I read a lot of blogs. Some are great with useful information that can help me in my business and are so entertaining and well written, they’re a pleasure to read. Some are pretty good, with at least a nugget that sparks a new idea. These are are also well written, sometimes humorous, sometimes straightforward. They are all obviously written by a real person for real people.
Which brings me to the third category of blogs. They’re pretty awful. They sound like they were written by robots for a high-school English assignment. They’re written in third person. They’re full of technical jargon. They’re crammed with acronyms, that awful alphabet soup that baffles the casual audience and slows down even the most knowledgeable reader.
Just as bad, they aren’t written with their particular audience in mind. Like me. Or the business owner, or the small business IT manager. Their blogs are all about themselves, what they know, and what they can do. Just as bad, they are ungrammatical and misspelled. Unfortunately, MSPs’ blogs are among the worst.
Use your real voice. Use first person voice: I suggest, I recommend, I think. If appropriate, you can use we: “We at Zappo Electronic Services have found….” Avoid the third-person, neutral voice like poison. It makes you sound pompous at best and, at worst, boring. “It has been found that….” Zzzzz. You’re the expert here. Own it!
Talk to me
It’s far more effective if you tell me how what you’re telling me is important to me. So the new router from your supplier is faster or your new VOIP system is the best on the market. Okay, I may understand that faster is better but, in real terms, what is a faster router going to do for me? Why should I care that your new VOIP system is better? It may seem obvious to you, but it may not be to me. If it’s faster and better, it’s also probably more expensive. What are the benefits to me that are going to outweigh the expense and the pain of making a change?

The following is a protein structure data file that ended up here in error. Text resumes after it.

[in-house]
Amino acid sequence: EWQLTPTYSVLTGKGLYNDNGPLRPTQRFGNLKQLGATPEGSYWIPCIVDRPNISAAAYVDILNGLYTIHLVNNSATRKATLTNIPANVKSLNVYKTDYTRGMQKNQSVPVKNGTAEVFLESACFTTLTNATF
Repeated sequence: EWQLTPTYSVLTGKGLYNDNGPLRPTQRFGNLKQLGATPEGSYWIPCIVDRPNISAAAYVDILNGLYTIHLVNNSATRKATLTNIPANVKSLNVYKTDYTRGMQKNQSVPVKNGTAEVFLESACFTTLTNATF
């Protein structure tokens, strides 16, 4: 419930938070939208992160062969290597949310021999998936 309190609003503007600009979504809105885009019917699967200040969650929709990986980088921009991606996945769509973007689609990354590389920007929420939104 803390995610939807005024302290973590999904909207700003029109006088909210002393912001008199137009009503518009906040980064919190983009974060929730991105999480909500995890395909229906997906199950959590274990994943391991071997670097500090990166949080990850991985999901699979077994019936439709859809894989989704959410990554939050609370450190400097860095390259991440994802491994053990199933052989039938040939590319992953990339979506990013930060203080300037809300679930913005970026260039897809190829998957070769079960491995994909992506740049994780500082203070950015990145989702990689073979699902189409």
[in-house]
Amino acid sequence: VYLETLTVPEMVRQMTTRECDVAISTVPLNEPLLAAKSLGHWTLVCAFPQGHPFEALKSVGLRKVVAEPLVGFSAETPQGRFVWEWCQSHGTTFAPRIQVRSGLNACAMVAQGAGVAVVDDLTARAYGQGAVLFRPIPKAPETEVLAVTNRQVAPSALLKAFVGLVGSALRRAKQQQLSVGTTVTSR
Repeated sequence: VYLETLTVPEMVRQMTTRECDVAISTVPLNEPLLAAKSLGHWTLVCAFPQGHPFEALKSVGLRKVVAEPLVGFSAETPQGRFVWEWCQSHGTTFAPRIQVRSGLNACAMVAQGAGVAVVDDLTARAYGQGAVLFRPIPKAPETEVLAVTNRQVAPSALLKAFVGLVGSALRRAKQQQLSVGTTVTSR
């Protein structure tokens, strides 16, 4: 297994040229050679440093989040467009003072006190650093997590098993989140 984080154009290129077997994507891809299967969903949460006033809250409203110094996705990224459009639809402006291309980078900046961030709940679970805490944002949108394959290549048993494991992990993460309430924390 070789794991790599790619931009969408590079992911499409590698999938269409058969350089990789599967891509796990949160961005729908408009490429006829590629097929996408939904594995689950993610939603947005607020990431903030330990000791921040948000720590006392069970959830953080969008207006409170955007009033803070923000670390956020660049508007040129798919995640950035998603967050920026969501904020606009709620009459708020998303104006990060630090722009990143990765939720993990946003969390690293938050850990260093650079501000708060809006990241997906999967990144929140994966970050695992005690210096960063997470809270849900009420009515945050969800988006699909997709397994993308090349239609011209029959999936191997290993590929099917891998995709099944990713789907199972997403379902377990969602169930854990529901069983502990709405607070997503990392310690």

If you can include real-life examples, so much the better. Sometimes technospeak is unavoidable, especially since you’re in a technical field, right? So make sure everyone understands what you’re talking about, by spelling out the acronyms (at least at first) and adding brief definitions. Not everyone in your field has the same level of experience and the same depth of understanding.
Teach me something useful, but don’t try to sell to me
Like a lot of people, I like learning cool new things that are going to useful to me. I define as useful those things that make my business run more smoothly, help me provide better information to my clients, save me money, make me money, improve my health and that of my family, boost my confidence by showing me I’m doing the right thing, or prove to a client that we’re on the right track. Or just make me think, Huh, I didn’t know that!
If you try to sell something to me, I’m outta here. Certainly provide your contact information and a soft offer to provide information about services, but watch the sales language. Check your spelling and ask someone to edit for grammar and clarity. Even if just for a while, you’re an educator, not a salesperson. And definitely not a robot.
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